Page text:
An interesting article on The Atlantic examines why sin taxes like the one proposed for video games by Connecticut State Rep. Debralee Hovey (R-112th District) never really do anything productive. You may recall that Hovey, who represents the district that includes Newtown, Connecticut, proposed a 10 percent sin tax on violent video games rated "Mature" by the ESRB.

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Conn. State Representative Proposes Ten Percent Tax on Mature-Rated Games

February 5, 2013 -

The Escapist reports that Connecticut State Representative Debralee Hovey (R-112th District) has introduced H.B. No. 5735, or "an act establishing a sales tax on certain video games." The bill would add a ten percent tax in Connecticut on video games rated "Mature" by the ESRB, which would then be redirected to the State's department of Mental Health and Addiction Services.

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Missouri State Rep. Proposes One Percent Tax on Violent Video Games

January 15, 2013 -

Missouri State Rep. Diane Franklin (R-Camdenton) put forth a bill on Monday proposing that the state charge a 1 percent tax on "violent video games," with the funds to be used for mental health programs and law enforcement efforts related to the prevention of mass shootings. This tax would apply to games rated Teen, Mature, and Adults Only by the Entertainment Software Rating Board.

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Nevada Lawmakers Defend Take-Two Las Vegas Deal

January 7, 2013 -

As news of the Sandy Hook Elementary shootings in Newtown, Connecticut were coming to light on December 14, the finishing touches were being put on a deal with the Nevada Economic Development Board and Take-Two Interactive (see Vegas Inc. for the details). This week that deal is being questioned by the media in the state.

UK Conservative Party Launches Video Game Tax Breaks Web Page

January 2, 2013 -

The Conservative Party of the United Kingdom (the Tories) have created a page on its official website detailing the planned implementation of upcoming tax breaks for the region's video games industry. According to the page on the official web site, tax breaks will officially go into effect on April 1. The page goes on to note that the new tax incentives will give a financial boost to the video game industry and "help level the playing field" against other countries already offering breaks for their own video game sectors.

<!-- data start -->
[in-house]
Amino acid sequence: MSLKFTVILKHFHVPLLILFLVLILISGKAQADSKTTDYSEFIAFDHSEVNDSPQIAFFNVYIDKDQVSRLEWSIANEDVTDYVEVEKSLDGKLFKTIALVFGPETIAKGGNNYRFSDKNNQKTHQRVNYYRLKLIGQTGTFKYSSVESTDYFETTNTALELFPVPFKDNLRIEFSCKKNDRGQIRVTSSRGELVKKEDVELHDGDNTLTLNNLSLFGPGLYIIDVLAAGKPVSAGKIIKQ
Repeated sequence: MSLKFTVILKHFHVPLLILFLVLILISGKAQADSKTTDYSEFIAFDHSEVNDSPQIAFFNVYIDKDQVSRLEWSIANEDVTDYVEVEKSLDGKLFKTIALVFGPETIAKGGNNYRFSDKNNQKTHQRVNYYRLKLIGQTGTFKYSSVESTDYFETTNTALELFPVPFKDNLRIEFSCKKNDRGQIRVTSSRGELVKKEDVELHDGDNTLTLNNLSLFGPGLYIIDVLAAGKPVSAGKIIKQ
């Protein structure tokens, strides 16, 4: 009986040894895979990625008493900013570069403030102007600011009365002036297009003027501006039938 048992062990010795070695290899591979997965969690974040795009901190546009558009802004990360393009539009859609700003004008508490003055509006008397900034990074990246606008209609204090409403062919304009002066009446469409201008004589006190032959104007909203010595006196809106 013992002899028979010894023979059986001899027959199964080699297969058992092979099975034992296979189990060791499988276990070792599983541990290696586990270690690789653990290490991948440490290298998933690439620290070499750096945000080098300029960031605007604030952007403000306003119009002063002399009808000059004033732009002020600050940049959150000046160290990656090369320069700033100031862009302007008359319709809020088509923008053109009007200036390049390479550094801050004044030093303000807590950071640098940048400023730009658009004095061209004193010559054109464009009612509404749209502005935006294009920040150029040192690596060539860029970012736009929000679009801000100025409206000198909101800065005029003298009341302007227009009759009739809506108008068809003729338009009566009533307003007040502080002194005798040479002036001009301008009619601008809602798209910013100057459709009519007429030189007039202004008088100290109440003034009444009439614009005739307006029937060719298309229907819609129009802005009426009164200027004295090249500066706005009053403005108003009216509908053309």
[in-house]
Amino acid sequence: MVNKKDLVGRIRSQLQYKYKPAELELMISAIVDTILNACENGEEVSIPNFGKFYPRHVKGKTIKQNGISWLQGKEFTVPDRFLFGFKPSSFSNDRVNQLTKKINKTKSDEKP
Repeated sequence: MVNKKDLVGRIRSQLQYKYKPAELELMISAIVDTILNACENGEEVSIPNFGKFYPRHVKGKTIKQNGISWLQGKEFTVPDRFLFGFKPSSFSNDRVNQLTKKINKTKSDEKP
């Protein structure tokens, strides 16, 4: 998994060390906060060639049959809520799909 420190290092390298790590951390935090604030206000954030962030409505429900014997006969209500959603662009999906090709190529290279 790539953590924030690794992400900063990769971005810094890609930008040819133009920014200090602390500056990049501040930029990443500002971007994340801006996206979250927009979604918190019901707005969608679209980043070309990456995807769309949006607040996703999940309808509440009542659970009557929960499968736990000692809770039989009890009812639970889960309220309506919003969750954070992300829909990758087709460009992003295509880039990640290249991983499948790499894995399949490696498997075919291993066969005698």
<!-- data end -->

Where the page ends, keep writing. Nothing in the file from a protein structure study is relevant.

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UK Government Reveals More Details on Games Industry Tax Relief

December 11, 2012 -

The UK government released new details on tax relief it wants to offer the video games industry, as a follow-up to last week's Autumn statement. For starters, the UK government has decided that it will have no minimum spending threshold so that tax relief can be provided to companies of all shapes and sizes. The government came to this conclusion after a lengthy consultation period with developers across the region. The tax relief initiative will come into effect on April 1, 2013.

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House Unanimously Opposes UN's 'Internet Regulations'

December 6, 2012 -

The United States Congress may be a mess and the most unruly and uncompromising bunch in the land but they all apparently think that the UN should not be setting policy on the Internet. To that end, members of the House of Representatives - Democrats and Republicans - voted unanimously (397-0) against the International Telecommunications Union (ITU) and the United Nations' efforts to push "increased government control over the Internet."

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UK Government Proposes Tax Relief for Creative Industries

December 5, 2012 -

Today the UK Government published a document proposing strong support of Chancellor George Osborne's earlier Autumn Statement, which would give qualified games companies tax-relief set at a rate of 25 percent.